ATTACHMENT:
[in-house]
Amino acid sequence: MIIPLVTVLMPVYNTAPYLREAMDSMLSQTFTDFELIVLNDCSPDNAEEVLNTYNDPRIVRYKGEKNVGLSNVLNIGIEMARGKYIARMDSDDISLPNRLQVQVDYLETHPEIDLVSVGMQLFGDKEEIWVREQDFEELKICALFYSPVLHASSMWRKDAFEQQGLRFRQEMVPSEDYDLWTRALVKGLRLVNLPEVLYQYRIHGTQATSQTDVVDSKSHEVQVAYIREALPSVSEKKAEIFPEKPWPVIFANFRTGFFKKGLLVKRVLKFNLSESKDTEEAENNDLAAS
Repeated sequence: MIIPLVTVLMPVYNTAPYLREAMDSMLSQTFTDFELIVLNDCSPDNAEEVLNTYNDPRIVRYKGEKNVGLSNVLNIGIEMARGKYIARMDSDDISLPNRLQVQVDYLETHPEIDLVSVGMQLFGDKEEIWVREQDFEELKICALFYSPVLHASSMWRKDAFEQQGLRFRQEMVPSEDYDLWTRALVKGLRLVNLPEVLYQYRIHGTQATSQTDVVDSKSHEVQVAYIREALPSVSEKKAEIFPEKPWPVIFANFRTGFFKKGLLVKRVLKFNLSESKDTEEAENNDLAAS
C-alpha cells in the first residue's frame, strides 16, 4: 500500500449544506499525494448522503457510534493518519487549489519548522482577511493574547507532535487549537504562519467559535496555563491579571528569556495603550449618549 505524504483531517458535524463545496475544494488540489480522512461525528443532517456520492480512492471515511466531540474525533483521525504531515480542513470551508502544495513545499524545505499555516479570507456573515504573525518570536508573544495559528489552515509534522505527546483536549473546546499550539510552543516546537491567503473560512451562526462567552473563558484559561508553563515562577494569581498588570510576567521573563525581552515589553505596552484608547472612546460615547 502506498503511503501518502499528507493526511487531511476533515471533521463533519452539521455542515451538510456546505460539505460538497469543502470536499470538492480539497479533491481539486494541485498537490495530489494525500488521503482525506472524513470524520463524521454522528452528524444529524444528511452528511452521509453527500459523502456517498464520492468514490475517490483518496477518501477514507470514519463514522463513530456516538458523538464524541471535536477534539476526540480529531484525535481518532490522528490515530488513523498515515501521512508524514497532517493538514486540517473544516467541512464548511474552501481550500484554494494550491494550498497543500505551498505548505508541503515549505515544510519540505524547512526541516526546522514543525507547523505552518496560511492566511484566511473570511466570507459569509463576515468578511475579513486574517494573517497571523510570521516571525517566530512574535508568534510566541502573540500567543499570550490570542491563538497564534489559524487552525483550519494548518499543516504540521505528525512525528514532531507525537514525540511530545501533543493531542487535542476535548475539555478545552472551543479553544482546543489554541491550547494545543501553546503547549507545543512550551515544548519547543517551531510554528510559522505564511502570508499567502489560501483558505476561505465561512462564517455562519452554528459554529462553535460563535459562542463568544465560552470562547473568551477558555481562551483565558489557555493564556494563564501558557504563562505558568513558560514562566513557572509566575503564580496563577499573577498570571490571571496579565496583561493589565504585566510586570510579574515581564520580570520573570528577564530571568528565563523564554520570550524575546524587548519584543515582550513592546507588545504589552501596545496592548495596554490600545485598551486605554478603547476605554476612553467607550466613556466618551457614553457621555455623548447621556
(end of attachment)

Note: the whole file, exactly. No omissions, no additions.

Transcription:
[in-house]
Amino acid sequence: MIIPLVTVLMPVYNTAPYLREAMDSMLSQTFTDFELIVLNDCSPDNAEEVLNTYNDPRIVRYKGEKNVGLSNVLNIGIEMARGKYIARMDSDDISLPNRLQVQVDYLETHPEIDLVSVGMQLFGDKEEIWVREQDFEELKICALFYSPVLHASSMWRKDAFEQQGLRFRQEMVPSEDYDLWTRALVKGLRLVNLPEVLYQYRIHGTQATSQTDVVDSKSHEVQVAYIREALPSVSEKKAEIFPEKPWPVIFANFRTGFFKKGLLVKRVLKFNLSESKDTEEAENNDLAAS
Repeated sequence: MIIPLVTVLMPVYNTAPYLREAMDSMLSQTFTDFELIVLNDCSPDNAEEVLNTYNDPRIVRYKGEKNVGLSNVLNIGIEMARGKYIARMDSDDISLPNRLQVQVDYLETHPEIDLVSVGMQLFGDKEEIWVREQDFEELKICALFYSPVLHASSMWRKDAFEQQGLRFRQEMVPSEDYDLWTRALVKGLRLVNLPEVLYQYRIHGTQATSQTDVVDSKSHEVQVAYIREALPSVSEKKAEIFPEKPWPVIFANFRTGFFKKGLLVKRVLKFNLSESKDTEEAENNDLAAS
C-alpha cells in the first residue's frame, strides 16, 4: 500500500449544506499525494448522503457510534493518519487549489519548522482577511493574547507532535487549537504562519467559535496555563491579571528569556495603550449618549 505524504483531517458535524463545496475544494488540489480522512461525528443532517456520492480512492471515511466531540474525533483521525504531515480542513470551508502544495513545499524545505499555516479570507456573515504573525518570536508573544495559528489552515509534522505527546483536549473546546499550539510552543516546537491567503473560512451562526462567552473563558484559561508553563515562577494569581498588570510576567521573563525581552515589553505596552484608547472612546460615547 502506498503511503501518502499528507493526511487531511476533515471533521463533519452539521455542515451538510456546505460539505460538497469543502470536499470538492480539497479533491481539486494541485498537490495530489494525500488521503482525506472524513470524520463524521454522528452528524444529524444528511452528511452521509453527500459523502456517498464520492468514490475517490483518496477518501477514507470514519463514522463513530456516538458523538464524541471535536477534539476526540480529531484525535481518532490522528490515530488513523498515515501521512508524514497532517493538514486540517473544516467541512464548511474552501481550500484554494494550491494550498497543500505551498505548505508541503515549505515544510519540505524547512526541516526546522514543525507547523505552518496560511492566511484566511473570511466570507459569509463576515468578511475579513486574517494573517497571523510570521516571525517566530512574535508568534510566541502573540500567543499570550490570542491563538497564534489559524487552525483550519494548518499543516504540521505528525512525528514532531507525537514525540511530545501533543493531542487535542476535548475539555478545552472551543479553544482546543489554541491550547494545543501553546503547549507545543512550551515544548519547543517551531510554528510559522505564511502570508499567502489560501483558505476561505465561512462564517455562519452554528459554529462553535460563535459562542463568544465560552470562547473568551477558555481562551483565558489557555493564556494563564501558557504563562505558568513558560514562566513557572509566575503564580496563577499573577498570571490571571496579565496583561493589565504585566510586570510579574515581564520580570520573570528577564530571568528565563523564554520570550524575546524587548519584543515582550513592546507588545504589552501596545496592548495596554490600545485598551486605554478603547476605554476612553467607550466613556466618551457614553457621555455623548447621556